“Jackie,” she began. “I still don’t understand why you have to retire. You can easily teach a few more years. I’m not ready for you to quit.” And then, with complete certainty in her tone, she added, “You’re not THAT old!”
On so many levels, she was right. For the past 20 years, I’ve enjoyed a lovely afternoon activity with hundreds of children (1,800 to be exact). It was in 1992 when the director of the Mountain View Dance Attack, Sioux Lehner, first offered me a job as a “baby teacher.” Being a sucker for cherubs still in diapers, how could I resist? That was the easy part. Imagining myself as an instructor was harder. At first, I found the idea incredulous.
While I’ve always loved to dance, at the age of 8 I was expelled from my own class. Apparently, I was a behavioral problem. Already a free spirit in an arena of strict ballet, it didn’t help that I was an excessive talker. The combination did not sit well with the dance master in 1960. But with Sioux’s faith in me, and a lot of private lessons, my comeback story began.
For the first 10 years, I pranced around the Dance Attack studio with feathers in my hair, plastic jewels on my arms, and my first tutu. The latter 10 have been at the El Camino Y. There I created a program that focused on expression, not perfection. Who cares about talent when you’re so damn cute? But like all lovely things that run their course, on April 30th it became time to hang up my toe shoes.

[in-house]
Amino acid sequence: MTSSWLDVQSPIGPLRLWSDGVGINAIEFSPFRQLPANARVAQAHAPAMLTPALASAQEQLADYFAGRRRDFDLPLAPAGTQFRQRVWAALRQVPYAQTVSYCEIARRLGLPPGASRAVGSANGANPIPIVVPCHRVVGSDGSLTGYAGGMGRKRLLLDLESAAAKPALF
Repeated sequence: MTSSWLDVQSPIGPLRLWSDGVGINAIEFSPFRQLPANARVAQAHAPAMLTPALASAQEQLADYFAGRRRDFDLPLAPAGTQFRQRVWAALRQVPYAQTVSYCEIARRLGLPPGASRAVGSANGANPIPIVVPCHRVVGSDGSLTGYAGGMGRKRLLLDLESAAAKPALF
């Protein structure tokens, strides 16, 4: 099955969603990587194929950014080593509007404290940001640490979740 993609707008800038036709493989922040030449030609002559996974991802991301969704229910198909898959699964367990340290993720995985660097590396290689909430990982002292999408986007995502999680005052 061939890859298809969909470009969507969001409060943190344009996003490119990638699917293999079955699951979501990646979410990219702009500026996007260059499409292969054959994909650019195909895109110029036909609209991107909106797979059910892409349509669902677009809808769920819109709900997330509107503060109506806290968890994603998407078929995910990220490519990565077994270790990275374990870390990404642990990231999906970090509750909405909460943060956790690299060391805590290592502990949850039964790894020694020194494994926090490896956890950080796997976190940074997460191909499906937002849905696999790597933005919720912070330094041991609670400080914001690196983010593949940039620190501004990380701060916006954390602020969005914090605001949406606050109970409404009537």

This time of year we see an abundance of graduations, from preschool to college. It is the moment we celebrate the ending of something rich and rewarding so that a new phase can begin. This graduation season, I’ve been thinking about the true meaning of the commencement process, and realized that this commemorative step shouldn’t be limited to just our education.
In our youth, we graduated from school and went onto the work force. Next, maybe there was a marriage or traveling the world. And, no matter how hard we try to deny it, we must move on from our children as they get ready to explore their own lives along with watching our parents make their final journey home. But, if we’re open to the possibility, wonderful things are waiting.
I have to admit, I’ll miss being told, “You look like a grown-up, but don’t act like one,” or that “You’re the silliest big person I’ve ever known.” And when it comes to Stanford University half-time shows, where my babies flitted and fluttered across the court in bright colors and sparkles in their hair, I’m sure there will be a tear that escapes my eyes as I watch someone elses group take center stage. But in the end, I’ll carry the memory of each precious child who made me giggle, allowed me to be the nutty person I truly am without criticism, and loved me without any hesitation.
Kaitlyn you’re right! I am too young to retire. Instead I’m graduating to explore new adventures while filled with love you and so many others gave me. I may be hanging up my toe shoes, but never my tutu. My inner child will remain alive and dance will always be a wonderful part of my soul.